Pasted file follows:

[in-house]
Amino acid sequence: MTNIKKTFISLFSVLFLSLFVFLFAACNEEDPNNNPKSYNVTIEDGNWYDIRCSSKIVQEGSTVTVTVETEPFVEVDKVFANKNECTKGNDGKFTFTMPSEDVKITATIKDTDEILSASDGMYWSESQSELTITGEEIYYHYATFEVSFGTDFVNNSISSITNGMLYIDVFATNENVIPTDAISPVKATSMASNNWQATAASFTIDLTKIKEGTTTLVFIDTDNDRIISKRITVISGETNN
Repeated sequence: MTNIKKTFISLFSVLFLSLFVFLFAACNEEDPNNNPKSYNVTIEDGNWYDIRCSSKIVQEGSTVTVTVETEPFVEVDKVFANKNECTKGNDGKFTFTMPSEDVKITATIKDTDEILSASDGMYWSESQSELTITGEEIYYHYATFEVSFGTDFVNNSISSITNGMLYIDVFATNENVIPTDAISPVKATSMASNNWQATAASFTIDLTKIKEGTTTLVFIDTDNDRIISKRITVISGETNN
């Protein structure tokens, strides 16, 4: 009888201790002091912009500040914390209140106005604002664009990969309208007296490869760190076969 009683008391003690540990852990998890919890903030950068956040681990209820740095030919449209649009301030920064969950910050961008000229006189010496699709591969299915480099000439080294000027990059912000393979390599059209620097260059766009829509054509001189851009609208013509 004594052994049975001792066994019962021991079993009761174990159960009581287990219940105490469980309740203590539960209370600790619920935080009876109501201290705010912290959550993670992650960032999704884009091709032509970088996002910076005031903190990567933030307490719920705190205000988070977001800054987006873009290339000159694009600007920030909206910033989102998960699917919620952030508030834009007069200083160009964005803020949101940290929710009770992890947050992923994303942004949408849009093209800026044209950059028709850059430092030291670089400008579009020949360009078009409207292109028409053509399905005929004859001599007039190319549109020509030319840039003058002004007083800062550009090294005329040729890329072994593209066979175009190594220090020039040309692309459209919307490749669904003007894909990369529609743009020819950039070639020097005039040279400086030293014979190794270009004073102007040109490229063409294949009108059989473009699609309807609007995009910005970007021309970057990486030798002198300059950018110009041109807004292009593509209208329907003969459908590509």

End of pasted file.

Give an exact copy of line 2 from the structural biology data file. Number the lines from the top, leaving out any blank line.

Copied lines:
Amino acid sequence: MTNIKKTFISLFSVLFLSLFVFLFAACNEEDPNNNPKSYNVTIEDGNWYDIRCSSKIVQEGSTVTVTVETEPFVEVDKVFANKNECTKGNDGKFTFTMPSEDVKITATIKDTDEILSASDGMYWSESQSELTITGEEIYYHYATFEVSFGTDFVNNSISSITNGMLYIDVFATNENVIPTDAISPVKATSMASNNWQATAASFTIDLTKIKEGTTTLVFIDTDNDRIISKRITVISGETNN